Oh, and we also had fresh Ayran (a yogurt based drink similar to Indian lassi) to accompany dinner, since the city had earlier produced the Guinness World Record’s “Largest Cup/Glass of Yogurt Based Drink” (no joke) and then, rather than letting it all go to waste, they put vats and vats of it out in the public square for the neighborhood to drink and take home.

Day 10

I woke up and made scrambled eggs, which we ate with veggies and olives left over from dinner the night before. You’re probably beginning to see a pattern with our breakfasts. Eggs turned out to be the perfect breakfast, and we had them almost every day we were in the apartments in each city. Most European supermarkets sell half-dozen boxes of eggs, so we didn’t have to buy more than we were going to use, and I also bought a small bottle of olive oil on our first day in London, which I used to cook with throughout the rest of the trip. As for what to have with the eggs, that varied by city, but was usually produce and bread/pastry for Bryan. You don’t want to be stuck making huge elaborate breakfasts, and you certainly don’t want to have to track down all kinds of ingredients and equipment in each city, but any apartment is going to have a stove, a pan and a spatula, plus a bowl and fork to beat the eggs. Best of all, the eggs tasted slightly different in each country, so this breakfast never got redundant or boring.

After breakfast, we ventured out for a proper Turkish coffee at a sidewalk cafe on the square near our apartment. They served it with a couple bites of Turkish Delight, which I am not the biggest fan of, so Bryan ate mine. If you’re not familiar with it, Turkish coffee is made by boiling the grounds with water and warming spices until the water absorbs a deep, well-rounded flavor and the grounds sink to the bottom of the pot. Each cup is individually made in a long-handled pot and then, after you let it sit for a moment to cool off and separate (this is the part where the grounds sink to the bottom), you pour it into a slightly-larger-than-an-espresso-cup cup.

So, once we had had our coffee, we were ready to hit the town.

We went to the Blue Mosque, wandered around town, and ended up back at the entrance to the Grand Bazaar. Instead of doing more shopping, we ducked into a tiny take-out cafe for lunch only to discover a quiet, quaint restaurant hidden on the lower level.

The menu was really extensive and I had a hard time deciding what to order! I wasn’t starving so I ended up getting a salad with chicken and an order of that delicious cold green bean appetizer that I love.

We walked around for several more hours, so I had a snack on the go: mixed nuts with raisins and dried chickpeas. They sell variations on this theme in nearly every quickie mart and grocery store and unlike the American equivalent, the mix is mostly nuts and chickpeas, with raisins as sort of a garnish (so very low sugar), and no added preservatives or flavoring.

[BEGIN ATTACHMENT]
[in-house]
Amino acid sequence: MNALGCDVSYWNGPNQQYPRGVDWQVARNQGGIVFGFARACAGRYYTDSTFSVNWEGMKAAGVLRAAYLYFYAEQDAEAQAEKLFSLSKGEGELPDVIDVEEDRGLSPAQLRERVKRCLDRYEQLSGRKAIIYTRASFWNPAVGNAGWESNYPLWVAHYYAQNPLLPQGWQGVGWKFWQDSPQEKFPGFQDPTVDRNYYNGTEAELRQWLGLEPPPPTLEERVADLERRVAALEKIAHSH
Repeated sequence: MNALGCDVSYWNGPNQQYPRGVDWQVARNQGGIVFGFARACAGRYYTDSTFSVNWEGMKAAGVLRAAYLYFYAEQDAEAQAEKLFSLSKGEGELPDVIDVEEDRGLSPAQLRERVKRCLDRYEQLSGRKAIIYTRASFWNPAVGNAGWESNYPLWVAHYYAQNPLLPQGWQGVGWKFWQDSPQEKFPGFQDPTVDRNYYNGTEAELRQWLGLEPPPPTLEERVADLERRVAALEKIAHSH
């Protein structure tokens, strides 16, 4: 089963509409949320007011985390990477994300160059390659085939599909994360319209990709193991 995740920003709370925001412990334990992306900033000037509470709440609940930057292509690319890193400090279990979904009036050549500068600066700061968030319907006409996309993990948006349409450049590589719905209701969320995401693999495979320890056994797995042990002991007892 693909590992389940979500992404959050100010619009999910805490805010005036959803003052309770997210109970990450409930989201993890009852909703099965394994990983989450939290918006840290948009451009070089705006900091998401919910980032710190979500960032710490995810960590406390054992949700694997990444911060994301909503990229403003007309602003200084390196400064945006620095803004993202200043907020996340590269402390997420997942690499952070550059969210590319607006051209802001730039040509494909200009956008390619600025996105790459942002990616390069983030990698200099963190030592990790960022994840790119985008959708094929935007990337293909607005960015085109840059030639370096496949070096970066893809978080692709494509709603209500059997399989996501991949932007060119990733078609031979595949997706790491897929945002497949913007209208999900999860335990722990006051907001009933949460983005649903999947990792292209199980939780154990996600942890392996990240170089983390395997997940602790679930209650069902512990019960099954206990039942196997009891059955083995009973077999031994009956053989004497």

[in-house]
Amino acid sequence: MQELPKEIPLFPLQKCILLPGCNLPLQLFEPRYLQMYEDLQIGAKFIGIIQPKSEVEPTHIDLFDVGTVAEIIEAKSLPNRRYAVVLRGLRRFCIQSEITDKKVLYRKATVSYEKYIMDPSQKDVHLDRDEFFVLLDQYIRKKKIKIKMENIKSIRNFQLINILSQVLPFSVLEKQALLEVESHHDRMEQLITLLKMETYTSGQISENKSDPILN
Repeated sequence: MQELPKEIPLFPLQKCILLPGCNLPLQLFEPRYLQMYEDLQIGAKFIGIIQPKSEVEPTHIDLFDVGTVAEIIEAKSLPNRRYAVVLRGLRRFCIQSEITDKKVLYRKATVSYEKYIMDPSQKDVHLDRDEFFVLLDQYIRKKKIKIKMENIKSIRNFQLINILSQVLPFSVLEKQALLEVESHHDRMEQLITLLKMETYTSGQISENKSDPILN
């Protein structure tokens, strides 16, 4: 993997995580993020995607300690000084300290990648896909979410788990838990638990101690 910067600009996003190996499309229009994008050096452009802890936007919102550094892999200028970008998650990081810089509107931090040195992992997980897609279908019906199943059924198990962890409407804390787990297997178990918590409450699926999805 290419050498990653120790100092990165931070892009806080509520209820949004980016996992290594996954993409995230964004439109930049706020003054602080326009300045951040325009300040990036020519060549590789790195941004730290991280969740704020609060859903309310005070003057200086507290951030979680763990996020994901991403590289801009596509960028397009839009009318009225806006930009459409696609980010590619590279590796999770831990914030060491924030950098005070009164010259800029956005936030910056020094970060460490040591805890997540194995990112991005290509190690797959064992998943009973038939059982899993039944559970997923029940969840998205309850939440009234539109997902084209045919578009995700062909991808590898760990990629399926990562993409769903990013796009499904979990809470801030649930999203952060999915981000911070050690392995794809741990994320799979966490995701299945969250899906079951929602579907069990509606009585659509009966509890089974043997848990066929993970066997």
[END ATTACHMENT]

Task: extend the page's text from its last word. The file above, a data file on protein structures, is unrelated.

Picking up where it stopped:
Since we had walked around literally all day, we called it a day on the earlier side but weren’t ready for dinner, we decided to go have a drink on the rooftop cafe at a hotel near our apartment. The rolling hills of the city, temperate weather and surrounding water mean that balconies and roof decks are extremely common and most hotels and many restaurants have them. Even without a view of the water or a historical site, rooftop decks are bright, light and airy, and still give you a nice view of the city.

We enjoyed our view of the neighborhood and the Sea of Marmara with tea (for me), beer (for Bryan) and a plate of dolmas, or stuffed grape leaves.

Then we went back to our apartment and ate dinner of leftover chicken from the night before with sautéed fresh tomatoes and spicy green peppers (with red wine vinegar, salt, olive oil and lemon), and a quick, roughly chopped Jerusalem salad. It might sound crazy to eat leftovers on vacation, but with the quality of the food in Turkey and the stunning view from the living area of the apartment, it was a really enjoyable meal.

Day 11

As this was our last full day in Turkey, the whole day revolved around two things: getting our hands on a real Turkish breakfast, and visiting the hammam, or Turkish bath house. We started with a full breakfast at a restaurant on Divanyolu Cadesi, the “main drag” in the historical neighborhood of Sultanahmet, called Baran Ottoman Kitchen. It doesn’t look like much from the outside, but the breakfast was spectacular, and while we were there, they started bringing out the trays of food for the lunch counter and the smell was intoxicating.

We focused on breakfast, though, and their platter included a little bit of everything: a hard boiled eggs, two kinds of olives, tomato, pepper, cucumber, four (!!) kinds of cheese, some preserved meat, and a dollop of a sweet spread that I can only describe as white chocolate Nutella. Plus, fresh bread (not for me), freshly-squeezed orange juice and hot Turkish coffee. This, incidentally, is the breakfast buffet in heaven, I think (Update: No need to wait until the afterlife for this delicious feast. You can learn how to make your own here!).